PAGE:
Friday, 17 April 2020

Intresting read

Under Currents by [Nora Roberts]

I was asked to review this by I have to confess I have never read any of Nora Roberts writing before/

Although I am still working in the Covid 19 world - I read this on my day off. I was surprised with mixed reviews as I enjoyed this book very much.

The book tackles some disturbing issues such as domestic violence - uncomfortable but the author tackles this well. the characters are real and well defined and although I was expecting a full on dark thriller but it was a romance and suspense - a different slant but it worked really well. For me in this climate it was lighter and at times I thought this to be quite humorous again not quite what I was expecting but pleasantly surprised. There were a few twists and turns and I did get the ending but a really enjoyable read.
Now to discover this authors other books I cannot believe I have overlooked this fab author

Recommended and thank you to Lovereading and to Pratkus for letting me read this

Thursday, 12 March 2020


What I Tell Myself FIRST: Children's Real-World Affirmations of Self Esteem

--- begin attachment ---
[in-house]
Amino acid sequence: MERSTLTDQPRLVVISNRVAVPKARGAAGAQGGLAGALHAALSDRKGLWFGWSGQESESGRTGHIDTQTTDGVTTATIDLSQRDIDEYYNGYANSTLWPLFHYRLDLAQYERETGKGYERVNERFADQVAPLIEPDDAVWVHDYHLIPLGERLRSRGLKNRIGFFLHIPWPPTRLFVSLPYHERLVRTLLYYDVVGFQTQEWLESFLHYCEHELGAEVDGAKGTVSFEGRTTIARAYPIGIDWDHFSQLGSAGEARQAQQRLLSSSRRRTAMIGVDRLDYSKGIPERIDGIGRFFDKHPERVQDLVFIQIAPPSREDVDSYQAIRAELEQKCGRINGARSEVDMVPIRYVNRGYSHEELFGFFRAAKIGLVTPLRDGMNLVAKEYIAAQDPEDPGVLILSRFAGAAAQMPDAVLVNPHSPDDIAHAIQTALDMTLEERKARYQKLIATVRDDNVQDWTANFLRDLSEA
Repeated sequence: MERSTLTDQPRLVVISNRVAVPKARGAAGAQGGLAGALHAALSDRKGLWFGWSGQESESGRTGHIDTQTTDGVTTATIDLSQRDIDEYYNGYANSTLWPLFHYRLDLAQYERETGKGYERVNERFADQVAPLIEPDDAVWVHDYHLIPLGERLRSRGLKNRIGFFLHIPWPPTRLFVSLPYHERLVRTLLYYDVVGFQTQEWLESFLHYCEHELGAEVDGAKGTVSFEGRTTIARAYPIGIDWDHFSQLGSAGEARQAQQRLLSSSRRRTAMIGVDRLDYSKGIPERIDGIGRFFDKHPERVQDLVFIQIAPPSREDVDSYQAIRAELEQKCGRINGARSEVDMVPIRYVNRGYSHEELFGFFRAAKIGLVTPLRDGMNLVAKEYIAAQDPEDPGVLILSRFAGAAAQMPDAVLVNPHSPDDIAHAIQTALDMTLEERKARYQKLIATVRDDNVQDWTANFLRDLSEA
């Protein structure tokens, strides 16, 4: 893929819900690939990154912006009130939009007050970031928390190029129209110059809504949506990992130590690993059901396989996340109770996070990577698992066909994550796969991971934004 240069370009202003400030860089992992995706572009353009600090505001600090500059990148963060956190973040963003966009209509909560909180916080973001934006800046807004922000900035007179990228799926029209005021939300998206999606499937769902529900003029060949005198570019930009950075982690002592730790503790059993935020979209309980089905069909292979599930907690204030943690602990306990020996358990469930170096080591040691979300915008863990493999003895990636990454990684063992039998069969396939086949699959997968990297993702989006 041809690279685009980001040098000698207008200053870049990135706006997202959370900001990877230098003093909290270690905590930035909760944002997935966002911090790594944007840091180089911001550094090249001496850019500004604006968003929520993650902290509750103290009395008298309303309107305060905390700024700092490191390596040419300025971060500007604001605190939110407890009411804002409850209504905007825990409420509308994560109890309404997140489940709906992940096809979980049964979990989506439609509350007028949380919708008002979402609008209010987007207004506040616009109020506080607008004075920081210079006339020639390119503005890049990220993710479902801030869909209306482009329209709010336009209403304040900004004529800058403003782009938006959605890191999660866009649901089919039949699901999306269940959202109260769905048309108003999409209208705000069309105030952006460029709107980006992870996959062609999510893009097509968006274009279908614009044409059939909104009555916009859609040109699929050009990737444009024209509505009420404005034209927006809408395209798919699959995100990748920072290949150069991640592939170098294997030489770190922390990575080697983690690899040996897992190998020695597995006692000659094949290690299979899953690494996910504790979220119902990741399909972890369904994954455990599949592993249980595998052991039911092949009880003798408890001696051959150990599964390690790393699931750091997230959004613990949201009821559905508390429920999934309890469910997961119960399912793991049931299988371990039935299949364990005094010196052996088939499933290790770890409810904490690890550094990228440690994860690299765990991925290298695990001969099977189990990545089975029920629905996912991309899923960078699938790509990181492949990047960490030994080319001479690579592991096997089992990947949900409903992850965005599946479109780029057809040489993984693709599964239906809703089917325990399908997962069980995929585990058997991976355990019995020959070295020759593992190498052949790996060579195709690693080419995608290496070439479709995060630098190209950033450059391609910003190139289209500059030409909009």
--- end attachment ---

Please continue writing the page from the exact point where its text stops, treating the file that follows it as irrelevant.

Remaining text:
I was asked by Lovereading to review this inspiring book - I totally get this concept and familiar with Maslow's Hierarchy of needs. I wish this book had been around when I was younger.

The author analysis the child developing brain and to help with life. My mother would say things like "I don't want to know you" and walk away from me - how's that for self esteem!! this book tells the reader they don't have to be perfect - teaches the child to actually like themselves and then to help others

this book will leave both child and parent so empowered - wow what a powerful book.

Easy to read, relate and apply well done.

An amusing adventure

The Only Gaijin in the Village

I was asked to review by Lovereading, and was interested as loved Stef Smulders book Living in Italy. This is the story of Iain and his Japanese wife who have moved from Scotland- a fellow scot moving away can be a culture shock although personally moving to the South west of England was the best move for me. But to move to a remote village with different cultures and a different language - my heart went out to him.